Jimmy Carter’s upcoming handshake with Hamas leader Khalid Meshal in Damascus promises to be an incredibly awkward moment. In fact, it will be so awkward that–almost forty-eight hours after the story broke–the Carter Center has yet to confirm the visit (though Hamas has done so giddily). Amidst this dithering, the U.S. foreign policy community has overwhelmingly lambasted the proposed meet-and-greet, while the Council on American-Islamic Relations’ Ibrahim Hooper seems to be Carter’s lone supporter in Washington.It’s gotten so bad that even Kofi Annan–who infamously greeted Hezbollah leader Hassan Nasrallah during his tenure as UN Secretary General–is distancing himself from Carter, canceling his plans to accompany the former U.S. president to the Middle East.
Rest assured, this awkwardness is here to stay, and will not subside once Carter boards his plane back from Damascus. Rather, it will follow him all the way to the Democratic National Convention in Denver–where the keynote address he will deliver as a former Democratic president will be a chillingly awkward moment for the ultimate presidential nominee. Indeed, without Carter having even addressed the Hamas meeting publicly, both Hillary Clinton and Barack Obama have criticized Carter’s plans through their press offices. For now, Carter’s lack of attachment to either campaign makes this form of distancing acceptable. Yet when Carter addresses a national audience for a full half-hour or so in late August at the convention, the ultimate nominee will have some serious explaining to do–particularly because the nominee’s campaign is largely responsible for drafting speakers, and thus technically responsible for Carter’s time in the limelight.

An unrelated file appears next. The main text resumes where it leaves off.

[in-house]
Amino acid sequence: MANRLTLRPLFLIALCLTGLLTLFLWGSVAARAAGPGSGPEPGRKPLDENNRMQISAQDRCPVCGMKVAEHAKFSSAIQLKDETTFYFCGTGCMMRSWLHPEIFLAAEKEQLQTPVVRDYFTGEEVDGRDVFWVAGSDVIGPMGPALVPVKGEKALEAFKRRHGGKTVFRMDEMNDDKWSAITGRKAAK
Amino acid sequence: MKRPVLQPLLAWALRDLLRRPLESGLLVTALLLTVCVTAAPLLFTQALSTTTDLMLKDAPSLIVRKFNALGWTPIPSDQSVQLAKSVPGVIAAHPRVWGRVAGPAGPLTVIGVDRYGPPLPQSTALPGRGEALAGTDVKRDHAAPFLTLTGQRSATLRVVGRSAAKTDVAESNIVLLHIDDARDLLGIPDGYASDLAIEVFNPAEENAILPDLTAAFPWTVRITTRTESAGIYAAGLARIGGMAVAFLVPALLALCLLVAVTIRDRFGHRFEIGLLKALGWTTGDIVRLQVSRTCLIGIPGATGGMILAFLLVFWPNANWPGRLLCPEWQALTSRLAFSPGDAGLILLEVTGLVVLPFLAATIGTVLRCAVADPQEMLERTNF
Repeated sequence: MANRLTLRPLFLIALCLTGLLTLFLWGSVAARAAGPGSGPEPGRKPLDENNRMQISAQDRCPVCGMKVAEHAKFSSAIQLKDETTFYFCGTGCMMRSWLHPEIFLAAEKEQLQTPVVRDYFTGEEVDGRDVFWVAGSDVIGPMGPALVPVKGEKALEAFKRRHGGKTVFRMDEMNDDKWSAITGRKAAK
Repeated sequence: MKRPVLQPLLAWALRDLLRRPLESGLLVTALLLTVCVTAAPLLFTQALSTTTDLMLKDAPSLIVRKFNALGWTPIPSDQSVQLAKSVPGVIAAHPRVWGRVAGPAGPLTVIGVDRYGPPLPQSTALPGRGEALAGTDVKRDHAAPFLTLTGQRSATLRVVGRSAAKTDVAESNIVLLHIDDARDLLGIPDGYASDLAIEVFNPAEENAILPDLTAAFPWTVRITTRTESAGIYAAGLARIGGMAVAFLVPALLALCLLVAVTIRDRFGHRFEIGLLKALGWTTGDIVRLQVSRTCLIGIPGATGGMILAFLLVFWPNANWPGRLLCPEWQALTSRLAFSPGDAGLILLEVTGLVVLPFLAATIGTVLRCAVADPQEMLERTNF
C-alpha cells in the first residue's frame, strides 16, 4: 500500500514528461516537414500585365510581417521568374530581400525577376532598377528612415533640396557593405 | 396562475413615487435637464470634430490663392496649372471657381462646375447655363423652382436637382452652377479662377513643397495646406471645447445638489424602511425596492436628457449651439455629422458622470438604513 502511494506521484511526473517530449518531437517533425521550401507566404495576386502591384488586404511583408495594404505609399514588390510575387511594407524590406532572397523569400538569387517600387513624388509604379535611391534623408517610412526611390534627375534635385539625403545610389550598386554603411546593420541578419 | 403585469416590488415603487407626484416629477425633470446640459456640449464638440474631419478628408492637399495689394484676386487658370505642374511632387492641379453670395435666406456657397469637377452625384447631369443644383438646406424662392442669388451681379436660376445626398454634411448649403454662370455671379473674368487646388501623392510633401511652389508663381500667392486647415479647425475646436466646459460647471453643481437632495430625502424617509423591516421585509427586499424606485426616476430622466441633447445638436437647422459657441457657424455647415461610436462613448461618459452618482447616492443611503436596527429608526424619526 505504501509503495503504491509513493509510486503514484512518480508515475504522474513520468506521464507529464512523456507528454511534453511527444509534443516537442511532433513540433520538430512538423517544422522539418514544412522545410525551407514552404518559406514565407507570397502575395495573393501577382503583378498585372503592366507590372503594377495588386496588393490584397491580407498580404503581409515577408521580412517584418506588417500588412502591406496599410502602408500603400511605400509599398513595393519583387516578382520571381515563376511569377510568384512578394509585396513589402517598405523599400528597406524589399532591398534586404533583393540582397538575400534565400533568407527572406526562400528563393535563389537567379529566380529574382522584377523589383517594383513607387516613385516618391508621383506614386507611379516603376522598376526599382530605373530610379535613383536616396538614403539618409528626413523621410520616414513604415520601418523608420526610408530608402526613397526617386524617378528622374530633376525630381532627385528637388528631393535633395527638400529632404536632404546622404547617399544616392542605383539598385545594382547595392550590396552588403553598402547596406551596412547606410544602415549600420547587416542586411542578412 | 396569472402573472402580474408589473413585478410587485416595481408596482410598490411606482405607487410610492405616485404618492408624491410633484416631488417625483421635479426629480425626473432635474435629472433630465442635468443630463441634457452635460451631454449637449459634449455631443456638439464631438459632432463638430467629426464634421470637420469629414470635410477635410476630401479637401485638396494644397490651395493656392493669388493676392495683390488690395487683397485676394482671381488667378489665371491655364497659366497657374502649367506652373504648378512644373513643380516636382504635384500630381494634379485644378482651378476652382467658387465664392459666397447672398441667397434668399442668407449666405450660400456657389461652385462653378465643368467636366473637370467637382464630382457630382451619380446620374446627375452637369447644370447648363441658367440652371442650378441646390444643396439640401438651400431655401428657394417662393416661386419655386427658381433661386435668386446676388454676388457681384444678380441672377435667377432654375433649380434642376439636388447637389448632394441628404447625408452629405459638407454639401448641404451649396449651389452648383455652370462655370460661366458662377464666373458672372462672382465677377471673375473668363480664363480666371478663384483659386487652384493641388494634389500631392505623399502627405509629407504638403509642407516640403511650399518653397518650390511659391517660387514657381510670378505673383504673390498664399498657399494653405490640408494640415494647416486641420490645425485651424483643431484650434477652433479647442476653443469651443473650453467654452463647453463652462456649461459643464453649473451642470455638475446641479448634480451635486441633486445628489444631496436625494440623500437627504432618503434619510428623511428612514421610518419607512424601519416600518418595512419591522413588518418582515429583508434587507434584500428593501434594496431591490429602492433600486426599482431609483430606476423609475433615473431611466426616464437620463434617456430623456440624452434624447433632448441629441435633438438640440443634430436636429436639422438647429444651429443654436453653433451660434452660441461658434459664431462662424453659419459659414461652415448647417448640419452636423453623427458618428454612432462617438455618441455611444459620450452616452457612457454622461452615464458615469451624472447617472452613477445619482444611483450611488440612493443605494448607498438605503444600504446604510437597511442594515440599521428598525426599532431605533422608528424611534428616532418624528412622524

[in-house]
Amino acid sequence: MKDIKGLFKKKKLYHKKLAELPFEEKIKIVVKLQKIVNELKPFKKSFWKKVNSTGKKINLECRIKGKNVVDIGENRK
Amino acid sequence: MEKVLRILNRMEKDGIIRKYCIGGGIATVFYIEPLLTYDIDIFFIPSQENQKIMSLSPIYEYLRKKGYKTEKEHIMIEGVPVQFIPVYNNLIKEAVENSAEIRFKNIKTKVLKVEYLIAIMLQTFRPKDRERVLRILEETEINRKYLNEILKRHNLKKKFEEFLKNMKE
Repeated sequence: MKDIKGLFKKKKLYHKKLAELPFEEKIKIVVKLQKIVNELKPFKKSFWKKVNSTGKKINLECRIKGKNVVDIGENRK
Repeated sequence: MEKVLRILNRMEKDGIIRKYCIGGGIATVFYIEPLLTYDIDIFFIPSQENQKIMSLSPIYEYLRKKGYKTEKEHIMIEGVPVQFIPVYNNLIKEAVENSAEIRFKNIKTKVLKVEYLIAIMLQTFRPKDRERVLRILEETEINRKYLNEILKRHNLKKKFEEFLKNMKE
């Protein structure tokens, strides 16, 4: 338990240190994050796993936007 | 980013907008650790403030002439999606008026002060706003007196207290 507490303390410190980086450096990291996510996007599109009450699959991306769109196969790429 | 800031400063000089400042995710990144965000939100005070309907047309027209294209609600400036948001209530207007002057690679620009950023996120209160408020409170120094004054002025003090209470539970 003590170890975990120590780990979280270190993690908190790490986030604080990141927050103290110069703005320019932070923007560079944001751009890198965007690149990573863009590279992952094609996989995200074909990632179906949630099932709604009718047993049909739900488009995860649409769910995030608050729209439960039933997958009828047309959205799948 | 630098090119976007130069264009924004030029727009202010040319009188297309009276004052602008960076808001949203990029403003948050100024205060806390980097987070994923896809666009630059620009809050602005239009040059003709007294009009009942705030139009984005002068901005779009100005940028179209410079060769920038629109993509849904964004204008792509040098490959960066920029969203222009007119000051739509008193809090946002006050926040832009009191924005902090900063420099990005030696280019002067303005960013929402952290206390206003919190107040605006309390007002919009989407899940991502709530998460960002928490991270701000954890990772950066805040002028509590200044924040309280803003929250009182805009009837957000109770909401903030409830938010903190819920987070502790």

Naturally, Carter’s visit with Hamas will be most problematic if Obama wins the nomination. As an article in the LA Times noted yesterday, Obama continues to face doubters within the Jewish community, who remain concerned by his longtime relationship with Rev. Jeremiah Wright and question the sincerity of his pro-Israel pronouncements. It is for this reason that Carter’s decision to legitimize Hamas now is most confounding: how can Carter, who has hinted at his support for Obama, put him in such an awkward position?